Pricing a home is a complicated decision that will have a huge impact on how quickly you sell. Lowballing could mean a quick sale, but then you are losing out on potential profit. Highballing could mean sitting on the real estate market not moving, and losing the initial buzz of being a new listing.

So how do you pick the right price? Let's take a look at some common pricing mistakes: 

1. Pricing to "Wait it Out"

If you aren't in a hurry to sell your home, you could think that pricing high and hoping the market rises to match your listing price is a safe idea. So you price at 450,000 instead of 400,000 for one reason or another, 50,000 higher than any similar home listed.

This is likely to lead two different scenarios. Either the market never improves and your home is constantly a sore thumb, or the market improves, but your home is "old news." People like listings that are "fresh and new", the same way shoppers are more likely to buy brand new jeans than a pair you've seen the rack for several months.

2. Overpricing amenities 

Unfortunately, you aren't going to get 100% of your improvement investment back when you sell your home. Let's say you had new countertops put into your kitchen, and it cost $10,000. Your gut instinct might be to price at $410,000 instead of $400,000. 

But that's just not how it works. You've probably heard that the second you drive a car off the lot, it depreciates in value. You should consider it similar for anything you use within your home.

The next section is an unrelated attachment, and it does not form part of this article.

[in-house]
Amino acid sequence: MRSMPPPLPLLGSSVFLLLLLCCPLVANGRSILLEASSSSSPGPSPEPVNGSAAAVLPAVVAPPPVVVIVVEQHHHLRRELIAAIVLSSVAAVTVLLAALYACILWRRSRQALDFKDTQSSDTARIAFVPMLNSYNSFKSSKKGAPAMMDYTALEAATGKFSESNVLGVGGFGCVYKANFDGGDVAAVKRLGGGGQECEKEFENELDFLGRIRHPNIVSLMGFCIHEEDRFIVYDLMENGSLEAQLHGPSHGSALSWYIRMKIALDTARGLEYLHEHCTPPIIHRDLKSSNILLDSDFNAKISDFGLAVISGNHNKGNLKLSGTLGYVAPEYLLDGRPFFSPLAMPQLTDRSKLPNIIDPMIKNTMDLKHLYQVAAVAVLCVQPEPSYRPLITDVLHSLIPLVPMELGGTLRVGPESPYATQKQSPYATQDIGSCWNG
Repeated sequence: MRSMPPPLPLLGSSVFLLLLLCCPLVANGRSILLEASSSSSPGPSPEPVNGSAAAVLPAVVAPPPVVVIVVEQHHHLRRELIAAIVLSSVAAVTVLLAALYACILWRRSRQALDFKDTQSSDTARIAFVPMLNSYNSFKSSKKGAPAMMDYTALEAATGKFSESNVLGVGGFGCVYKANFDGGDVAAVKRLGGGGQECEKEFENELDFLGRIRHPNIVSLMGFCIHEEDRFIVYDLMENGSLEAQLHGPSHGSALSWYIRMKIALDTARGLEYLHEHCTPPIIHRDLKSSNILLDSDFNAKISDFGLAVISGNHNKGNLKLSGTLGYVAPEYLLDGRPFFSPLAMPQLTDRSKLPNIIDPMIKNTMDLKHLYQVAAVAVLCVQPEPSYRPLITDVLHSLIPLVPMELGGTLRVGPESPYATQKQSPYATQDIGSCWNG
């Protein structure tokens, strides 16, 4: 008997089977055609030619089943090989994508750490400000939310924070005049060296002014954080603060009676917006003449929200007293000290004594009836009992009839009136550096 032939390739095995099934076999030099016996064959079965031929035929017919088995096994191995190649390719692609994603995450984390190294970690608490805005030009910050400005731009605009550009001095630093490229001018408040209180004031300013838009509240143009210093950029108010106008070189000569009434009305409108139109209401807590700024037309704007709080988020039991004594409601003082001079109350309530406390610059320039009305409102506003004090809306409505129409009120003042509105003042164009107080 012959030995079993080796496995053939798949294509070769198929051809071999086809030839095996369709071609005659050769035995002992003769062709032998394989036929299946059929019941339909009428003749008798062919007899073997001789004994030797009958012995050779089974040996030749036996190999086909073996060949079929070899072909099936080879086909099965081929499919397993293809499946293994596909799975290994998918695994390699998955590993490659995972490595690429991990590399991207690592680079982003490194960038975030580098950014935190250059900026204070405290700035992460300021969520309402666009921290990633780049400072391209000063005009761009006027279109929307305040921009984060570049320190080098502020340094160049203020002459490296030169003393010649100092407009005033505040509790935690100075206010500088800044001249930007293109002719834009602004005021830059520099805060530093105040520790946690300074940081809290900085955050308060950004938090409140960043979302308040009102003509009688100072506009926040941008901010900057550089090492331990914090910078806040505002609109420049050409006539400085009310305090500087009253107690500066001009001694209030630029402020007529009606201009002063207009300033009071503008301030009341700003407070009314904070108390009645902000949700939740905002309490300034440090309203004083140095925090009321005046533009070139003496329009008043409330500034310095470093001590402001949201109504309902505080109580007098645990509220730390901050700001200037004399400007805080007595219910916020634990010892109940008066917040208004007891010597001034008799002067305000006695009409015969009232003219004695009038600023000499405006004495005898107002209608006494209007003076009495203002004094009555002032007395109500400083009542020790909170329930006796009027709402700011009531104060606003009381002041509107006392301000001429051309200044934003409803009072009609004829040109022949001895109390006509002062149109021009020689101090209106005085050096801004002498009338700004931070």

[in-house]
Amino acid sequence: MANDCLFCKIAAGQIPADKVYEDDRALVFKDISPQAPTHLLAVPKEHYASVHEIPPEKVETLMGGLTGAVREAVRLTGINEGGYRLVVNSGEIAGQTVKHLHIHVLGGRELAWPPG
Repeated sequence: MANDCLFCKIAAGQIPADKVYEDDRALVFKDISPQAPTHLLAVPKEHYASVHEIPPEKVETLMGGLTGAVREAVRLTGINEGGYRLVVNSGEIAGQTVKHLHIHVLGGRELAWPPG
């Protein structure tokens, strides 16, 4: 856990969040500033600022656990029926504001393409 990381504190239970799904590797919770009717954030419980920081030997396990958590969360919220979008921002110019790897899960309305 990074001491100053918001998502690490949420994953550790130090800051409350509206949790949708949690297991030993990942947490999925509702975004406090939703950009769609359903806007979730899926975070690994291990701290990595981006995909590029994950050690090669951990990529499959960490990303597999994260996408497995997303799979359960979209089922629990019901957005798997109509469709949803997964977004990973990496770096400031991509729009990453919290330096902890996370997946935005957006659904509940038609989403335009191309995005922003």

It doesn't mean your amenities aren't a highlight that will help your home sell- but don't over-inflate your price. 

3. The .99 trick

Retailers tend to price a loaf of bread at 2.99 versus 3.00, because it's a psychological marketing trick to make consumers feel like they are paying less. It makes sense, especially if they are casually putting items into their cart.

But a home is not a casual purchase. Buyers are going to do research, often using online search filters.  Let's say you price your home at 399,999. A potential buyer is looking at homes online within the 400,000-500,000 price range... and doesn't see your home! See the problem?

4. Pricing Based On Your Neighbor

If someone else in your neighborhood is selling their home, your first instinct could to be jump on the bandwagon and charge the same amount. But just because they are listed at that price, doesn't mean they will sell at that price.

Your neighbor could easily be falling into one of the pricing mistakes in this list, or be receiving unrealistic advice from their realtor. Also, you probably haven't been inside the home. Are there extra bedrooms or other features that might push their price to be higher?

5. Pricing Based On What You Paid

If the market is lackluster, expecting to get what you paid for your home is unfortunately unrealistic. Of course, in the ideal world you get a profit. But if you need to move now, you have to price based on today's market if you want to sell.

Sellers won't know or care what you originally paid for your home. This may sound harsh, but it's the reality. Think about it from their perspective. When YOU are shopping for your next home, what is going to be your major concern? Probably the best price you can get for a home you like, right? Same for buyers looking at your home.

The market is constantly changing. So if you are worried about pricing your home correctly, know this isn't a decision you have to make alone! You can trust an expert who's job it is to constantly keep up with the fluctuations. Click here to receive a FREE customized report for the value of your home.